Count Dooku Explained: A Guide to the Clone Wars for Parents of Inquisitive Children

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Oct. 13 2011 7:19 AM

Use the Force, Daddy!

A guide to the Clone Wars for parents of inquisitive children.

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Yoda as he appears in Star Wars: The Clone Wars.

Still from Star Wars: The Clone Wars © 2011 Cartoon Network. All rights reserved.

I have a 6-year-old son who asks lots of questions. We'll be walking to the subway when he'll drop a mission impossible on me: "Where is Jesus Christ buried, Daddy?" I'm fairly decent at answering questions involving religion, baseball, state capitals, and Earth science. (Pop quiz: Do you really know why it gets colder in the winter?) But there's one particular field of knowledge where I'm bereft. I don't know much about Star Wars: The Clone Wars. Separatists? Count Dooku? What the hell?

Like any mainstream American boy in the 1980s, I inhaled the original Star Wars trilogy. If you tell me that something "will be just like Beggar's Canyon back home," I'll bust out my best womp rat joke. I watched the new trilogy through a haze of disappointment. I can barely remember what happened in the last one, as I was still recovering from the blasphemy of a fast, Rambo Yoda. George Lucas' creation is unstoppable, of course, and the franchise continues to metastasize. My son craves Star Wars Legos and reads the excellent series of graphic novels that tells of the Clone Wars. Which is great, except I can't explain all of the subtleties to him.

Herewith, as a public service, a guide to the Clone Wars for parents of inquisitive children—plus a bonus section on R2-D2 for 3-year-olds.

For starters, forget about Luke. The Clone Wars are all about Anakin, who as we all know becomes Darth Vader (though I always fudge this detail so as not to ruin potential future surprise). Obi-Wan Kenobi is Anakin's teacher. Anakin has R2-D2 in his ship, plus he built C-3PO. He's the strongest and fastest Jedi, but he doesn't listen. His lightsaber is violet in color. Important note for parents of girls: Anakin will secretly marry Padmé Amidala (aka Natalie Portman) and give birth to Luke and Princess Leia. Best not to mention that Padmé dies during childbirth.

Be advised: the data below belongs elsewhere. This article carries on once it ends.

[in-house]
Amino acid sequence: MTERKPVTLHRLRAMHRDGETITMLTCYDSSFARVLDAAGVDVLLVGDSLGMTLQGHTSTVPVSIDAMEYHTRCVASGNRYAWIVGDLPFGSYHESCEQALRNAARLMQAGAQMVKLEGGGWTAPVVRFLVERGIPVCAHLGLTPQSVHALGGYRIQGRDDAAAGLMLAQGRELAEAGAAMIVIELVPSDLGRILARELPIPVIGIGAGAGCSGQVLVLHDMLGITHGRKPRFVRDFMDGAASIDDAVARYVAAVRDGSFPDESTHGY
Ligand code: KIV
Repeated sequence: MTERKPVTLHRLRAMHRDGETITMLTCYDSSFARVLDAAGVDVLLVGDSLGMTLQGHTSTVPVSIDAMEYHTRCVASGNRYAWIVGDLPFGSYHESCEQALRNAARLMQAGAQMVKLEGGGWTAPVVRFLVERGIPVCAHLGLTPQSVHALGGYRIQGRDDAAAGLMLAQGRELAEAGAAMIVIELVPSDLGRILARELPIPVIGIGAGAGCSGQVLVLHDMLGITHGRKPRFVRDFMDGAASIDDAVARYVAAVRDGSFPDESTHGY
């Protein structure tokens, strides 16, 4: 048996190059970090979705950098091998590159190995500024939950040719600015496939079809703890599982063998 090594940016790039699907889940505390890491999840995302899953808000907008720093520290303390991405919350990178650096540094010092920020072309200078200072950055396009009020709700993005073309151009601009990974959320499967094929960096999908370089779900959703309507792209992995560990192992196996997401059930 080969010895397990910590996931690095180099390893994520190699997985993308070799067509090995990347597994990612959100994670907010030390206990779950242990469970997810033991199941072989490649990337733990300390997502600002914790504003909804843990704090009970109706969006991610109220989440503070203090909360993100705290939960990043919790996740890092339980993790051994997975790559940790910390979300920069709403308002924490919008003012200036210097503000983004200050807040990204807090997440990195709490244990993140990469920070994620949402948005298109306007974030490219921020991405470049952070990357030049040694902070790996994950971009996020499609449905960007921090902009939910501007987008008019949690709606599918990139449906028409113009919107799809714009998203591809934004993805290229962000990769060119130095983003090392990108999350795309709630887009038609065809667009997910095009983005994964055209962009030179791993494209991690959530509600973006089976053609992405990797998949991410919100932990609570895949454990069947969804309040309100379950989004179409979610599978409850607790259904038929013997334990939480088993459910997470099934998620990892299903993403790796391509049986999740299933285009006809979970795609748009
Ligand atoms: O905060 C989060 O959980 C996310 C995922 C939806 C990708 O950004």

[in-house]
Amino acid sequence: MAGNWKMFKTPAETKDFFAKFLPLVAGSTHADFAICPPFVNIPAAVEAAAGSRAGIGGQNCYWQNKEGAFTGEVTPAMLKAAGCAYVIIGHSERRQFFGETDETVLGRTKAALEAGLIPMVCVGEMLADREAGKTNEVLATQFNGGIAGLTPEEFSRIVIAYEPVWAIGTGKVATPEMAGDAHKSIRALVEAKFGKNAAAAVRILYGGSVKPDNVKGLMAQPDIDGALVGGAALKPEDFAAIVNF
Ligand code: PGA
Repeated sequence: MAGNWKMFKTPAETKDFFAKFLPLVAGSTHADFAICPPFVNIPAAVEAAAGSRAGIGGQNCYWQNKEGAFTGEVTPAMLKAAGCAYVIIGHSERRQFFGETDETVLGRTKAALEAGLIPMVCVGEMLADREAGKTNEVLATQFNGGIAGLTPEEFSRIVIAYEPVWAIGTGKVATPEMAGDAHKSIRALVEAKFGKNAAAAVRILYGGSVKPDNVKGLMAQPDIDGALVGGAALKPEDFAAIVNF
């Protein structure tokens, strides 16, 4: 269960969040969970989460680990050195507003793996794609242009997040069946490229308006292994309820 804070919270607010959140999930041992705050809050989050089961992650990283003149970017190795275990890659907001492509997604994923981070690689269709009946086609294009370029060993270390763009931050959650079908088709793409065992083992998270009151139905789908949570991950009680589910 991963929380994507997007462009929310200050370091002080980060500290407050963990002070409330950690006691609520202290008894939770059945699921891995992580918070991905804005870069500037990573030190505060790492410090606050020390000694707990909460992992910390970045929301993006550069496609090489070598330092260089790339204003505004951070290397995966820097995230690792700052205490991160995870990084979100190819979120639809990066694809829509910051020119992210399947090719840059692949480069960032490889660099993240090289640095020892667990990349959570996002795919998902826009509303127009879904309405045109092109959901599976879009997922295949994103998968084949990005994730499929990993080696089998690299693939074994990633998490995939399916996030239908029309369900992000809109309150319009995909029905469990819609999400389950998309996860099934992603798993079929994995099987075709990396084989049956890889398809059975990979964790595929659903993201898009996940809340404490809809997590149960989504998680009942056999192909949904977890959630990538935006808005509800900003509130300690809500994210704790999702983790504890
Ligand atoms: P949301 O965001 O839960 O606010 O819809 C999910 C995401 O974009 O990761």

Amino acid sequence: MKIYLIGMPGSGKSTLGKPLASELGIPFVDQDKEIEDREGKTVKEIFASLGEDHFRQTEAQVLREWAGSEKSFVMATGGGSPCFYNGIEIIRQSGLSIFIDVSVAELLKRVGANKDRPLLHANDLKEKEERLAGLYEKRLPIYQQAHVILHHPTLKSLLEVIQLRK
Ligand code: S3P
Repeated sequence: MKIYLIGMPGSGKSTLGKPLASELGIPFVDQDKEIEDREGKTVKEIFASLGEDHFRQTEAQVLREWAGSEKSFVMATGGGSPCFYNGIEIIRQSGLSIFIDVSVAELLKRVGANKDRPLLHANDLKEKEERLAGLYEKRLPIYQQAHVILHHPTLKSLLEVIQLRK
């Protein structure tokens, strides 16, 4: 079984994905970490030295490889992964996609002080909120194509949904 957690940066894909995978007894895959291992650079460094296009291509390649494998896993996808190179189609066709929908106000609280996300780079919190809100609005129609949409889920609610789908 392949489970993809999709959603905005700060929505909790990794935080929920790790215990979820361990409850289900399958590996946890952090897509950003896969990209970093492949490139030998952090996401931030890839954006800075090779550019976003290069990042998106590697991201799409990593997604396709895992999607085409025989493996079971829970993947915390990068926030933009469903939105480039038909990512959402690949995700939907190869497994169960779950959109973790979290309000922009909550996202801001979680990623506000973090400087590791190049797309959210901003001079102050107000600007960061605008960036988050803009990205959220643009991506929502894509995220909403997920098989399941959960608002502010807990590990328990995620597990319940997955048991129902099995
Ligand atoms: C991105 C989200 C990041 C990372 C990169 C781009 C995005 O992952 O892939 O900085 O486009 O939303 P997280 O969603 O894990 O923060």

The most confusing aspect of the Clone Wars for original-trilogy (O.T.) parents is that the clones' body armor makes them look a lot like stormtroopers. (In fact, the clone troopers become the Imperial stormtroopers. More on that later.) Yet the clones are good guys whose blaster "bullets" are blue. The original DNA used to create them came from Boba Fett's dad. (Boba Fett had a rather tender home life, it turns out.) The Jedi lead the clones in battle against the droid armies. Here again, confusion. An O.T. parent hears "droid" and thinks R2 and C-3PO, but, no, the droids are tan, spindly robots, and their blaster color is orange. They are typically controlled by a droid mothership and can be dispatched by Anakin and Obi-Wan in large numbers since they are dumb. It's much sadder when clones die because of their human form. Lucas screwed up here.

On to geopolitics: In the beginning, there is the Galactic Republic—very Rome with duplicitous senators and such. Here is an image of the flag of the Galactic Republic. The Jedi are like the Navy SEALS of the Republic. The Republic's Washington, D.C., is a planet called Coruscant. The Clone Wars start when a bunch of star systems secede from the Republic and form the Confederation of Independent Systems. These rebellious planets are the Separatists/Confederacy. More confusion! In the O.T., the rebel alliance are the good guys, but in the Clone Wars, the separatists are the rebels with the droid armies. The Separatists/Confederacy are led by Count Dooku, a renegade Jedi. He trained General Grievous, the four-armed cyborg who freaks my kids out.*